The Pug is a small, stocky, square, thickset dog. The round head is massive with a short, blunt, square-shaped muzzle. Moles on the cheeks are considered beauty spots. The teeth meet in a slight undershot bite. The very large, prominent eyes are dark. The small, thin ears are either rose or button shaped. The face has large, deep wrinkles. The high-set tail is curled over the back and a double curl is preferred in the show ring. Dewclaws are usually removed. The short coat is soft, fine and smooth. Coat colors come in apricot, fawn, black and silver.
The smooth, short-haired coat is easy to groom. Brush and comb with a firm bristle brush and shampoo only when necessary. Dry thoroughly after a bath so the dog does not get chilled. The creases on the face must be cleaned regularly. This breed is a seasonally heavy shedder.
About 12 to 15 years.
The Pug is keen, with a happy-go-lucky attitude. Animated, peppy and spirited, it is loyal, loving and affectionate with its family. Playful, lively and rambunctious, it is sure to keep you laughing. Highly intelligent, it bores easily without variety in its training. These dogs can be a bit willful if they sense they are stronger minded than the humans around them. Pugs are sensitive to the tone of your voice, so harsh punishment is unnecessary. They need an owner who is calm, yet firm, confident and consistent with the rules. This dog is neither excitable nor dull. They are good watchdogs, very devoted and are not yappers. Pugs get along well with other dogs and pets, and they behave impeccably with both children and visitors. Be sure to be your Pug’s pack leader. Pugs that do not have strong human leaders can become jealous, and begin to display guarding behaviors, such as guarding furniture, food, toys, or other spots in the house. This behavior only happens when dogs are allowed to take over. These behaviors can be corrected when the owners start displaying the proper leadership. Dogs that feel they need to run the home are not as happy as dogs that know they are the human’s followers, as it is very stressful for a dog to need to keep “its” humans in line.
Pugs are strong dogs with short, straight legs. They need to be taken on daily walks. While out on the walk the dog must be made to heel beside or behind the person holding the lead, as instinct tells a dog the leader leads the way, and that leader needs to be the human. They enjoy energetic games and will keep in better health if given regular exercise. But be careful not to overdo it, especially if you see them start to wheeze.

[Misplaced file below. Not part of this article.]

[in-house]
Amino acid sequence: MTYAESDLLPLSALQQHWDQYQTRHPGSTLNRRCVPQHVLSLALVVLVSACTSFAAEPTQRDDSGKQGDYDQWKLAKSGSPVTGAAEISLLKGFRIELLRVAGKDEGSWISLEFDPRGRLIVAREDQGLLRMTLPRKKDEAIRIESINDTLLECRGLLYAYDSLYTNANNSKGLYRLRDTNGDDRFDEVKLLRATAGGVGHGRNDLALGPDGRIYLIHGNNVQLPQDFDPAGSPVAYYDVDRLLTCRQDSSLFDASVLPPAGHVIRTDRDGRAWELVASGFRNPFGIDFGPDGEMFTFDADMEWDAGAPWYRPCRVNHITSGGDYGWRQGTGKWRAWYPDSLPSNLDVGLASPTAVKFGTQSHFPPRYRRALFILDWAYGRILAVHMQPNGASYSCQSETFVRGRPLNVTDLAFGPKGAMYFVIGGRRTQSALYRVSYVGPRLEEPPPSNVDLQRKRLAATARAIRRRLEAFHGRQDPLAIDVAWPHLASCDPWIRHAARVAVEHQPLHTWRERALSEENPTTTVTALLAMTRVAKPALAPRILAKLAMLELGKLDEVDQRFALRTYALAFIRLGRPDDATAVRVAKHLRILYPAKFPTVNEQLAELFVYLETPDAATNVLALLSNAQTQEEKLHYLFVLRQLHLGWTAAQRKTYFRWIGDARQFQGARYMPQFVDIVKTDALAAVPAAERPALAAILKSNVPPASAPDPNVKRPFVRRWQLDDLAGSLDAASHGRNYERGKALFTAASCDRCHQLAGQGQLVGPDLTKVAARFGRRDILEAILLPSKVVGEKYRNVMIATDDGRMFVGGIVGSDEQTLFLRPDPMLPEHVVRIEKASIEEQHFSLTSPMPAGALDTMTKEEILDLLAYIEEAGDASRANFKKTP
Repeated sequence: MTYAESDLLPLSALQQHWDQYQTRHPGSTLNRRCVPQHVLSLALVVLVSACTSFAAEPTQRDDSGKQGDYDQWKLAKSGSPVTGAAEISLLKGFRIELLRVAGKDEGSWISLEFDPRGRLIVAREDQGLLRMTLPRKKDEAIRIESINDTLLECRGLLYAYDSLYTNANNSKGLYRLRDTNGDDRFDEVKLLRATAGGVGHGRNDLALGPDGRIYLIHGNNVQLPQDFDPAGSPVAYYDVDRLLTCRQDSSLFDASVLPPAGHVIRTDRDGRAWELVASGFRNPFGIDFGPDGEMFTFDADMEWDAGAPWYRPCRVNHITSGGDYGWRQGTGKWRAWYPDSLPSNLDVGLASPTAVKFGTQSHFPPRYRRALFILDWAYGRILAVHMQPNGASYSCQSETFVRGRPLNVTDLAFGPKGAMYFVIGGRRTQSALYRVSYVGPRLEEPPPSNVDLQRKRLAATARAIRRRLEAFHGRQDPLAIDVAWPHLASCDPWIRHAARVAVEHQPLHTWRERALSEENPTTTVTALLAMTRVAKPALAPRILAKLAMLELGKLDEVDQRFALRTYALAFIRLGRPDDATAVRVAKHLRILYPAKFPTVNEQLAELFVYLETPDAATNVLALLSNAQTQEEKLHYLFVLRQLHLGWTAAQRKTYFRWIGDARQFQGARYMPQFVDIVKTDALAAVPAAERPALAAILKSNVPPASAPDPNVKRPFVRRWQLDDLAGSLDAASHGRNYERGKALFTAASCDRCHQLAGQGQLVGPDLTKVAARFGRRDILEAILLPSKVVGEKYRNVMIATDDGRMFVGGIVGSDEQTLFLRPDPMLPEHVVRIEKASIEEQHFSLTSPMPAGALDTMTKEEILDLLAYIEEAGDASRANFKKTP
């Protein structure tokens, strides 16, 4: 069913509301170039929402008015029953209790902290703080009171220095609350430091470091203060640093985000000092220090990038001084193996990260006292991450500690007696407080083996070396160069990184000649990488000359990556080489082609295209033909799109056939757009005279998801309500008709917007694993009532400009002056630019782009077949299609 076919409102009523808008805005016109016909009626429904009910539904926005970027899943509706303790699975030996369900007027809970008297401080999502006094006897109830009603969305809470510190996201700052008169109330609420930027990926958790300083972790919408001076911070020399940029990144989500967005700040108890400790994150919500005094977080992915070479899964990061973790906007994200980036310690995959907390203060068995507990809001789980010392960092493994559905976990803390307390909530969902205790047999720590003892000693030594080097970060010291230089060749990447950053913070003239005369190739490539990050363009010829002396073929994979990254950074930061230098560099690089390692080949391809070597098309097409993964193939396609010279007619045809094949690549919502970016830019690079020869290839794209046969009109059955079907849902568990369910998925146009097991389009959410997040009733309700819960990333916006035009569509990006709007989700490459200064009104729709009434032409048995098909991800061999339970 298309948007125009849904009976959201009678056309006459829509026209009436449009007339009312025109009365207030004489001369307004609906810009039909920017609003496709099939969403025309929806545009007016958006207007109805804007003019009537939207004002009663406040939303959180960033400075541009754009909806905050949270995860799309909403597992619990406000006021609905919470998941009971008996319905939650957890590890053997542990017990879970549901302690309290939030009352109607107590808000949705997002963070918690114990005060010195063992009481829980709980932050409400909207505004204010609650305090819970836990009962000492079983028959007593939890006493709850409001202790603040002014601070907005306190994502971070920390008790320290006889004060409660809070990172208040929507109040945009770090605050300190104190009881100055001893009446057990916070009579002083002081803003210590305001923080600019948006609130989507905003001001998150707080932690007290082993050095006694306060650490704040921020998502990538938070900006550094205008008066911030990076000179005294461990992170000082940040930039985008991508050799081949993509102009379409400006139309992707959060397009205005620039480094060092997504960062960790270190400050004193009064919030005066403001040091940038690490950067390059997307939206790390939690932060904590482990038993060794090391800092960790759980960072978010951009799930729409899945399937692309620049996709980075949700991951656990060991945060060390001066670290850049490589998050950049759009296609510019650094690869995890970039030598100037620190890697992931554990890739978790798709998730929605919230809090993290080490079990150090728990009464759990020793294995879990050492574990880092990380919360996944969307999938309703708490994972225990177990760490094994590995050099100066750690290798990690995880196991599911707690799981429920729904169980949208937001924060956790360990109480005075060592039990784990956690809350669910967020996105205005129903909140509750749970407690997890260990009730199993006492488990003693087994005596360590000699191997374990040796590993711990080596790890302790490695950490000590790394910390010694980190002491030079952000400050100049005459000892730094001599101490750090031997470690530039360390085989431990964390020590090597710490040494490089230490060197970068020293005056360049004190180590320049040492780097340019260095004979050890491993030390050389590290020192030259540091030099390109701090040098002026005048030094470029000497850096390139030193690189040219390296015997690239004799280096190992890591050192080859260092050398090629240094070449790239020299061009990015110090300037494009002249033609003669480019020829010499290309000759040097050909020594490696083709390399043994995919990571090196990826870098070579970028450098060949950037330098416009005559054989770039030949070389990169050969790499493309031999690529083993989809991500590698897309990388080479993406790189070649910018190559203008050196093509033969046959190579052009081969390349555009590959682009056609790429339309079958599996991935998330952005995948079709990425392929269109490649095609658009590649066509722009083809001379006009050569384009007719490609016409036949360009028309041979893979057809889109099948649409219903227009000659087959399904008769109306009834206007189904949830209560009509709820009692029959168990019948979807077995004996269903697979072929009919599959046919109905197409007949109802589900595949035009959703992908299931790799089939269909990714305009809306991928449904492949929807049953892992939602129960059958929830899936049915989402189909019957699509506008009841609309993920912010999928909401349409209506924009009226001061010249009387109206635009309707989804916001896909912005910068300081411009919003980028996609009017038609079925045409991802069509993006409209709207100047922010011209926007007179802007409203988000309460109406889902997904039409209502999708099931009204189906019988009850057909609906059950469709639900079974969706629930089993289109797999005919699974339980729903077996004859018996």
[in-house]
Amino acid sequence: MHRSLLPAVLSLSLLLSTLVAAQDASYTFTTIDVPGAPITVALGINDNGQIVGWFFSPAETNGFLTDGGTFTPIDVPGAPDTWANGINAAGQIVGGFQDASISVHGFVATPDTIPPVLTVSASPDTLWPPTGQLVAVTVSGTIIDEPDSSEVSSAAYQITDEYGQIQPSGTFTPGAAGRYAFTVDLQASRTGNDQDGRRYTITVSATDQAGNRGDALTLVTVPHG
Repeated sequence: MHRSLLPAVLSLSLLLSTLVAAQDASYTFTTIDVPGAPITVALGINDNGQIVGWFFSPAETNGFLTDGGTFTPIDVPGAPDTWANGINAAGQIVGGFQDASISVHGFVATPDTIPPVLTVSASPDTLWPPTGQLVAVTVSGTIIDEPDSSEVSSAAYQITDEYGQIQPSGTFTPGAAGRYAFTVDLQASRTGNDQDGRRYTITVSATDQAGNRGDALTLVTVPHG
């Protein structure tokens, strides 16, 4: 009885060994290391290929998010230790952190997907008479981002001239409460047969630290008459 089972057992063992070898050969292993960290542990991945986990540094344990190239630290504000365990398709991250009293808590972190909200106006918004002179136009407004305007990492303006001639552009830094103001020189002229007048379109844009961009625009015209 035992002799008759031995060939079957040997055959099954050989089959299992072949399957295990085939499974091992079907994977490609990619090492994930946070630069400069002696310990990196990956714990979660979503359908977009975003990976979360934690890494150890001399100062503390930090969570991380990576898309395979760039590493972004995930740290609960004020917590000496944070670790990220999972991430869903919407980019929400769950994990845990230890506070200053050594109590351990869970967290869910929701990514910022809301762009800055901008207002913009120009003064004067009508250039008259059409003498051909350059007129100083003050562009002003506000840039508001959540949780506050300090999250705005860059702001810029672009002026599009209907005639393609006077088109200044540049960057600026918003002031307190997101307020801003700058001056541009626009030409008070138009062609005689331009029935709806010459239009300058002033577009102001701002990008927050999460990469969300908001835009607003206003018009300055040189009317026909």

Known Health Problems
Pugs catch colds easily and are stressed by hot and cold weather. They are prone to allergies and the short muzzle contributes to chronic breathing problems, making the Pug tend to wheeze and snore. (Pugs suffer from poor ventilation.) Prone to skin problems. Prone to mast cell tumors. Prone to Pug Dog Encephalitis (PDE), an inflammation of the brain that strikes adolescent Pugs usually between the ages of 2 and 3. The cause is unknown. They are not the easiest whelpers. Dams usually have to have cesarean sections due to the size of the pups’ heads. There is a chance of Keratitis (inflammation of the cornea) and ulcers on the cornea. Eyes are prone to weeping and cherry eye. Do not overfeed a Pug, as they will eat more than is good for them, quickly becoming obese and living much shorter lives.
The Pug is good for apartment life. It is relatively inactive indoors and will do okay without a yard. Cannot withstand hot or cold weather and should be kept indoors at a comfortable temperature.
Height: Males 12 – 14 inches
Females 10 – 12 inches
Weight: Males 13 – 20 pounds
Females 13 – 18 pounds
The Pug is one of the oldest breeds known today, believed to have originated before 400 BC. There is somewhat of a debate over the origin of the Pug. Most researchers agree that the Pug originated from Asia, descended from a shorthaired Pekingese. Another theory is that it is the result of crossing a small Bulldog, while others speculate that it is a miniature form of the French Mastiff ( Dogue de Bordeaux). The artist Hogarth had a Pug named “Trump” that he often depicted in his works. The breed became popular during Victorian times in the 19th century. Tibetan monasteries kept Pugs as pets.
The breed made its way to Japan and Europe, where it not only became a pet of royalty but the official dog of the House of Orange in Holland. Prince William II owned Pugs. One dog in particular was said to have saved his life in 1572 at Hermingny, when the dog barked at approaching Spaniards alerting him of their presence. In France, Napoleon’s wife Josephine had a Pug named Fortune. On their wedding night, when Napoleon refused to allow the dog to sleep in their bed, Josephine told him, “If the Pug does not sleep in our bed, neither do I!” When Josephine was sent to prison she used the little dog to send secret messages to her husband by placing a note under the collar of her Pug. In 1860 when the British took over the Chinese Imperial Palace, they discovered several Pugs and Pekingese, and the dogs were brought back to England with them. The AKC recognized the Pug in 1885. Some of the Pug’s talents include: watchdog and performing tricks.